My sister Liz and I are grateful that our parents never forced us to do things. They inspired us simply by their own enthusiasm. We were taken to shows and concerts from an early age and were always supported in our own efforts to perform. I started writing songs when I received a guitar for Christmas when I was ten. That same year Liz and I were given piano lessons. I'm grateful I learned to play the piano like my mother because it guarantees me independence as an artist -- I can play and sing anywhere in the world and while I love singing with jazz trios, big bands and symphony orchestras, there is something powerful about the intimacy of a solo performance.

I was also privileged to go to New Trier East High School, which had a phenomenal performing arts department and got to star in many shows and learn about the craft of acting, which I majored in at U of I. It was a great childhood to become who I am today.

OMC: Did you spend any time in Wisconsin as a child? Have you ever performed in Wisconsin?

AC: Many favorite vacations as a child took place in Wisconsin. Also, I was conceived in Wisconsin and so it has a special place in my heart. We went to the Dells a lot. My dad and his wife currently have a place in Racine so it will continue to be a place to come to relax and enjoy. I am excited to return to Milwaukee where my cabaret debut last season was such a joy. I found the theater scene superb and the audiences absolute heaven.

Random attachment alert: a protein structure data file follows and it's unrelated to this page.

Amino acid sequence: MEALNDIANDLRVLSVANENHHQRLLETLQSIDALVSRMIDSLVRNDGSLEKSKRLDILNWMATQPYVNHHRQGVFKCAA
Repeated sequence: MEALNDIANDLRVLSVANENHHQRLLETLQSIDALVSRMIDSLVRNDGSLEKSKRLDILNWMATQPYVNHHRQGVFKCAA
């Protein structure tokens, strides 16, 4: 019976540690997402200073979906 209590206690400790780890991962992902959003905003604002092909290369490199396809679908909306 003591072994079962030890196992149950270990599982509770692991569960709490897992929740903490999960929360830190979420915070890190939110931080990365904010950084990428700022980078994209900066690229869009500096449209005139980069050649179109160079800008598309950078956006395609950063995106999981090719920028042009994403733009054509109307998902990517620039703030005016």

OMC: How does your Midwestern upbringing help you to prepare for a Milwaukee audience?

AC: Being a fellow Midwesterner will hopefully be an asset when I perform in Milwaukee. I'm proud to be from the heartlands. We all share a certain sense of humor that will make for a hopefully easy rapport. Even though I've lived in New York for a long time, I have kept my friendly spirit. I look people in the eye and say hello. I refuse to become a cynic; it's against my roots.

OMC: Has going to New York helped you as a singer? If so, how?

AC: Moving to New York was a great boom to my career. While it is a challenging city to live in, it is clearly the mecca for jazz, cabaret and theater and its opportunities and sense of artistic community are invaluable to me. I have met and performed for, and with, some of the finest artists of our time and that has both educated me and given me a place in the music business that I am very grateful for. That is not to say that New York is the only place to have a career. There is great art everywhere in the world and part of what I love about all the traveling I do is discovering the wonderful artists who make their homes in places besides New York.

OMC: The Milwaukee area is new to cabaret. If you were to describe what a cabaret performance is, what would you say?